Bhaskar and dialectics

Philip Goldstein pgold at strauss.udel.edu
Sun Feb 26 06:04:48 MST 1995


	Ralph Dumain writes as follows in response to my claim that
that dialectics is teleological: it cancels
>differences and preserves the good. "Teleological -- this is what
Callinicos stated in ALTHUSSER'S
MARXISM.  Supposing this is true of Hegelianism as a whole, why
would it nonetheless be impossible to extricate something of
Hegel's logic out of his overall system and use it otherwise?"

	No doubt people on this list won't like a citation of Derrida,
but one point which he established very clearly is that you can't take
part of a theory and reuse it somewhere else without bringing along with
it the assumptions and beliefs of its previous contexts. In other words,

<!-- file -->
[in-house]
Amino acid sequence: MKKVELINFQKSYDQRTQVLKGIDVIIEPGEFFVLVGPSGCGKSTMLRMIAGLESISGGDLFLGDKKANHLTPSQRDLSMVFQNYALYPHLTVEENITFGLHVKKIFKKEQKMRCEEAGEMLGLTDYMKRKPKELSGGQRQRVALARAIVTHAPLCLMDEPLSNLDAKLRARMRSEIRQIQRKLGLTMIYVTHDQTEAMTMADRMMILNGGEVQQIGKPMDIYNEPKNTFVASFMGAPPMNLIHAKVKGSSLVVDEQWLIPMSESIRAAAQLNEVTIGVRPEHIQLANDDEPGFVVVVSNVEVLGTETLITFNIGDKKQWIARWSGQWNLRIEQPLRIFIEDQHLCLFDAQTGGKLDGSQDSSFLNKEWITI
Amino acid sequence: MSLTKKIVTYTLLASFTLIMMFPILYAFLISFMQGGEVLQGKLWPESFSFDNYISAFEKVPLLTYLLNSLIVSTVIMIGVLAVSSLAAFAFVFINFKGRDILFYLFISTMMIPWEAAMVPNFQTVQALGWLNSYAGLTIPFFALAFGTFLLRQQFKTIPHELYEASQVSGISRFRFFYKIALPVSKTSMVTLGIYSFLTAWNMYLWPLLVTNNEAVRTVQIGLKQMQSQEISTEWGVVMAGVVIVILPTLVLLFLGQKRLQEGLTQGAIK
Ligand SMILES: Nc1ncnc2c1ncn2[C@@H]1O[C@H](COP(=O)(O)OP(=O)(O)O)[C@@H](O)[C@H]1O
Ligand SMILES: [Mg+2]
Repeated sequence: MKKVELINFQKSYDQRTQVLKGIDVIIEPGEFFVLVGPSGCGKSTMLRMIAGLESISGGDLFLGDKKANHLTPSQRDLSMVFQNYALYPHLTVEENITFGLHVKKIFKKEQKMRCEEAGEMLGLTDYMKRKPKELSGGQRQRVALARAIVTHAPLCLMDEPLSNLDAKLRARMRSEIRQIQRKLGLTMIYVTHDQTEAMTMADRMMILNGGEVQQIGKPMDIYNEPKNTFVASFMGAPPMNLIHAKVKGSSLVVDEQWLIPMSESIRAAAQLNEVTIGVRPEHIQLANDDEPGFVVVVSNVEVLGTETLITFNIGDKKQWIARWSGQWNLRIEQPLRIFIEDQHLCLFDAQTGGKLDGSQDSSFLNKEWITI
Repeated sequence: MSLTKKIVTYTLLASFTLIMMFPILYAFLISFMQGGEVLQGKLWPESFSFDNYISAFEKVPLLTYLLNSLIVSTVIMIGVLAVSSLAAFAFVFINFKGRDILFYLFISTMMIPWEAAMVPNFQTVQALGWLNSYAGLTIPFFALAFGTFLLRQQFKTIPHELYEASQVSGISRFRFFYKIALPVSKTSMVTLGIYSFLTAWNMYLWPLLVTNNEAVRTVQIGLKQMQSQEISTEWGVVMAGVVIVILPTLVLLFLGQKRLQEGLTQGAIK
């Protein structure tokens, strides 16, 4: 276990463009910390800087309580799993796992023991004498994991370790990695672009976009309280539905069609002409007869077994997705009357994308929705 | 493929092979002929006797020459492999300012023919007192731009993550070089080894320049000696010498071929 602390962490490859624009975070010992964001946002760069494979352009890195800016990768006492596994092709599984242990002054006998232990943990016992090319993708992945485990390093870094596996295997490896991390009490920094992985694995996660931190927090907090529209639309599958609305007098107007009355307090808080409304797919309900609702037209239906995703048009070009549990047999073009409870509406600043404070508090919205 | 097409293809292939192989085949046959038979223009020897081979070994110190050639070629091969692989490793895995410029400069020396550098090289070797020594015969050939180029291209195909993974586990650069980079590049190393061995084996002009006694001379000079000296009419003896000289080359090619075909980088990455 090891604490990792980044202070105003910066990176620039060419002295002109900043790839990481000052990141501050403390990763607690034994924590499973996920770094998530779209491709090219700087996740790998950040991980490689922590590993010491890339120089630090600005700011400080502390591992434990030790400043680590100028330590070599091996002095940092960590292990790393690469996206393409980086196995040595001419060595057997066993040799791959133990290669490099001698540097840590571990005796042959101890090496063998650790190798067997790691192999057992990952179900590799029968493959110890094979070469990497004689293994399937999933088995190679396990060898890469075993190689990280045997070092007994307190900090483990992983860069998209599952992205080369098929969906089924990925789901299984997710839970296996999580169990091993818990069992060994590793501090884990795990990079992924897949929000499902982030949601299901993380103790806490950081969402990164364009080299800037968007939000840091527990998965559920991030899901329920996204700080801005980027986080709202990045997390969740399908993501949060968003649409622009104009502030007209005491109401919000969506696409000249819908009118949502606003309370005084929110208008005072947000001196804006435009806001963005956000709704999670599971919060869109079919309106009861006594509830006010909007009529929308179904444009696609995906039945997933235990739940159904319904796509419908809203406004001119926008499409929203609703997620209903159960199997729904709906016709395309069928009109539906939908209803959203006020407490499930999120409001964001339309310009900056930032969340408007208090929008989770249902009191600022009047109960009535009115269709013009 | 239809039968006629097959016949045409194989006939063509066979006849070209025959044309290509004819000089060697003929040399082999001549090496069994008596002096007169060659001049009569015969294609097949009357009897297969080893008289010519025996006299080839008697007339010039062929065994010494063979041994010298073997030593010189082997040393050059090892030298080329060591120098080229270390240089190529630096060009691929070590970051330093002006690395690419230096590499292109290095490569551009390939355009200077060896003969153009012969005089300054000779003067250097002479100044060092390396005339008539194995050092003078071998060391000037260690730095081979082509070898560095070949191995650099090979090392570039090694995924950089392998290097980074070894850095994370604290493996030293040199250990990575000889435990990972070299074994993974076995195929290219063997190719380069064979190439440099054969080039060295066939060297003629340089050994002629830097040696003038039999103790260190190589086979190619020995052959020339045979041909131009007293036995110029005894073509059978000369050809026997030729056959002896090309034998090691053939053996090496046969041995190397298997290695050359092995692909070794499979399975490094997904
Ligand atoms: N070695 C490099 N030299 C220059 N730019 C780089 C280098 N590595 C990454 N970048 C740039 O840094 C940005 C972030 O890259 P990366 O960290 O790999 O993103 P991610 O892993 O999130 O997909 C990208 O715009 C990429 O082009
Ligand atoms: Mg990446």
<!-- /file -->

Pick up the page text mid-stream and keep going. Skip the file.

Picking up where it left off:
theories are not tools subject to use or application; rather, to take
part of a theory is to make a new theory with a new context not entirely
independent from the old. My point was to show that Marx's account of
historical development preserved the teleological outlook of Hegelian
dialectics and that this dialectics is incompatible with scientific
theories. You are right to say that Marx and Engels were much more
positive about science than the Frankfurt Theorists are but wrong to
suggest that therefore their dialectics is not hostile to science or
anyless teleological. Eric Hobsbaum, the British Marxist historian,
edited a collection titled something like the centenary of Marxism, and
essays in that collection worked out this contradictory stance within
Marx's work.

Philip Goldstein



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